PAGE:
Among the vintage vehicles taking part in the London to Brighton Veteran Car Run in early November in England is the only surviving vehicle produced by the Societé Manufacturie d’Armes, a French armament company that first displayed a car at the Paris Salon in 1898 but ended motorcar production in 1907.
“Affectionately referred to as ‘The Society,’ this magnificent 1904 chain-driven, six-seater landaulette is one of the most comfortable and unfussed performers down the A23 and, unsurprisingly, boasts an excellent London to Brighton track record,” tour organizers said in their news release.
“It is propelled by a powerful 4,850cc Aster engine with four individually cast cylinders, side-valves and a T-head, all driving through a four-speed gearbox.”
The history of SA de Constructions Mechaniques de la Loire, the full name of the company based at St. Etienne in the Loire region of France, traces to 1553. The company was founded to produce guns and later added sewing machines and bicycles to its product line.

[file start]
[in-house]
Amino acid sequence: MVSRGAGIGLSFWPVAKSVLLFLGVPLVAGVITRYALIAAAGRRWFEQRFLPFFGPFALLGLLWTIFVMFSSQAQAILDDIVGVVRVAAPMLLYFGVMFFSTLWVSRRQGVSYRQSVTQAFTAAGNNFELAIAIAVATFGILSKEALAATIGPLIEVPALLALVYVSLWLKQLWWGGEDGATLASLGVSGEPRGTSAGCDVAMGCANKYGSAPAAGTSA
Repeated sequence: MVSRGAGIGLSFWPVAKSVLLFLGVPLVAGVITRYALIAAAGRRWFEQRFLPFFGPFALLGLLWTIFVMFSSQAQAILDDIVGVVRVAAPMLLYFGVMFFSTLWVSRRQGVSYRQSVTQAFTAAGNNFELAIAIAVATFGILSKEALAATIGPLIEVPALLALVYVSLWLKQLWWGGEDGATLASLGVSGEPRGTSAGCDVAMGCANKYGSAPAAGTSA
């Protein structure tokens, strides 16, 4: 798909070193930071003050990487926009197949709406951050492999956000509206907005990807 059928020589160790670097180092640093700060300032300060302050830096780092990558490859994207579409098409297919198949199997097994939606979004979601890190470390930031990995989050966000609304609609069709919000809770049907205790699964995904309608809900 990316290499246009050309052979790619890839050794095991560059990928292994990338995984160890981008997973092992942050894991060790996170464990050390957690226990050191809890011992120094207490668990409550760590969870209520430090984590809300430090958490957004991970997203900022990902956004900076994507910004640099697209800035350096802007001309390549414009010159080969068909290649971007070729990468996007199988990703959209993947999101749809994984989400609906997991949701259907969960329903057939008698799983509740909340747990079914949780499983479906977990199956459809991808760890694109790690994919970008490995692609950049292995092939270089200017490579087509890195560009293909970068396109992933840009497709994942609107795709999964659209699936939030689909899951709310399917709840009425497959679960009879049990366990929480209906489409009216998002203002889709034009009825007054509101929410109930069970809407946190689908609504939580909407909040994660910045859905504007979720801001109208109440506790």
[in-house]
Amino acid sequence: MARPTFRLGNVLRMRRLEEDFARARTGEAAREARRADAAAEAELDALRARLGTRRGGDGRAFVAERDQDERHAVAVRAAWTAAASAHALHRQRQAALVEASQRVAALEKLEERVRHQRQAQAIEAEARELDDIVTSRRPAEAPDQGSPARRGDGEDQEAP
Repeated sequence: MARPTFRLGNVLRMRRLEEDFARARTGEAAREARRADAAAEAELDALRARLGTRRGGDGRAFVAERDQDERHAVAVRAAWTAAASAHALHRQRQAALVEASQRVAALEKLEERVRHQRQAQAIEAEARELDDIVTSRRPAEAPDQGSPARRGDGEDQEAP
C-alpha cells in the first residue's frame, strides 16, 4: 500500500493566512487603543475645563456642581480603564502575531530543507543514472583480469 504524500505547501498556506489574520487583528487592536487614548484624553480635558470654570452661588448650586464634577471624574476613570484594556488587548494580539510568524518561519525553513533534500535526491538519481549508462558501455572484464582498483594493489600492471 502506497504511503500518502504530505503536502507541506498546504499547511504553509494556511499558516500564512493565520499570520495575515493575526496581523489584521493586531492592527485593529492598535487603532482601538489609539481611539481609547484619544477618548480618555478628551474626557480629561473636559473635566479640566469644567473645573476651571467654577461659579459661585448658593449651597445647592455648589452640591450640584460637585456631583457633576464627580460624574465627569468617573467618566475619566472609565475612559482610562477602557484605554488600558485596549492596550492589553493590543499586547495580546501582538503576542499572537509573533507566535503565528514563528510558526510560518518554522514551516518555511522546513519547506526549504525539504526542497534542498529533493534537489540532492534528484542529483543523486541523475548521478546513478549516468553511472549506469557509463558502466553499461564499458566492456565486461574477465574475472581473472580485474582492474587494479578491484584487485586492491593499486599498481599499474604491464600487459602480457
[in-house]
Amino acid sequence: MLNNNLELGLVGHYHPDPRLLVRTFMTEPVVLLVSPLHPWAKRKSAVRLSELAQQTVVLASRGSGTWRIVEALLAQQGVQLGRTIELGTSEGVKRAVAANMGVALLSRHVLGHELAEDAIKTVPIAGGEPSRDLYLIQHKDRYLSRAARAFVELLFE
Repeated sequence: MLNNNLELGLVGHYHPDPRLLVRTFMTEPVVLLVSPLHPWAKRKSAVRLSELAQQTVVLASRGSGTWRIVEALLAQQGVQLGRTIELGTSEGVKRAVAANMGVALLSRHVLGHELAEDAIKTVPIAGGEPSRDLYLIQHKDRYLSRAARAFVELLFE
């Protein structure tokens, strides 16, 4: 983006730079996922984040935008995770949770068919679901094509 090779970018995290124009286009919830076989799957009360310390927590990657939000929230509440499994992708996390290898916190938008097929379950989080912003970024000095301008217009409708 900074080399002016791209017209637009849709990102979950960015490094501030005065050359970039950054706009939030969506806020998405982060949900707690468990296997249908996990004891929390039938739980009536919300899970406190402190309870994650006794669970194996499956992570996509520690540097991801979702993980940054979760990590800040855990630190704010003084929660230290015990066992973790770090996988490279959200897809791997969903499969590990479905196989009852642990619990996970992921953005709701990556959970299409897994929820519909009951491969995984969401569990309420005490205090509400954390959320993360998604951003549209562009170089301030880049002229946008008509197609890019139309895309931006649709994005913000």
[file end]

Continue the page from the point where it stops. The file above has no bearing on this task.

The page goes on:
The only surviving example of its automotive production was discovered 40 years ago “languishing in Sardinia, the ravages of time having destroyed much of its of its original splendor,” London to Brighton organizers noted.
Veteran restoration specialist Mark Tidy restored the car and its “imposing (and) exquisite coachwork, luxurious upholstery and impressive period brass fittings” in the 1980s and it has been a frequent participant in the annual Veteran Car Run, scheduled this year for November 3.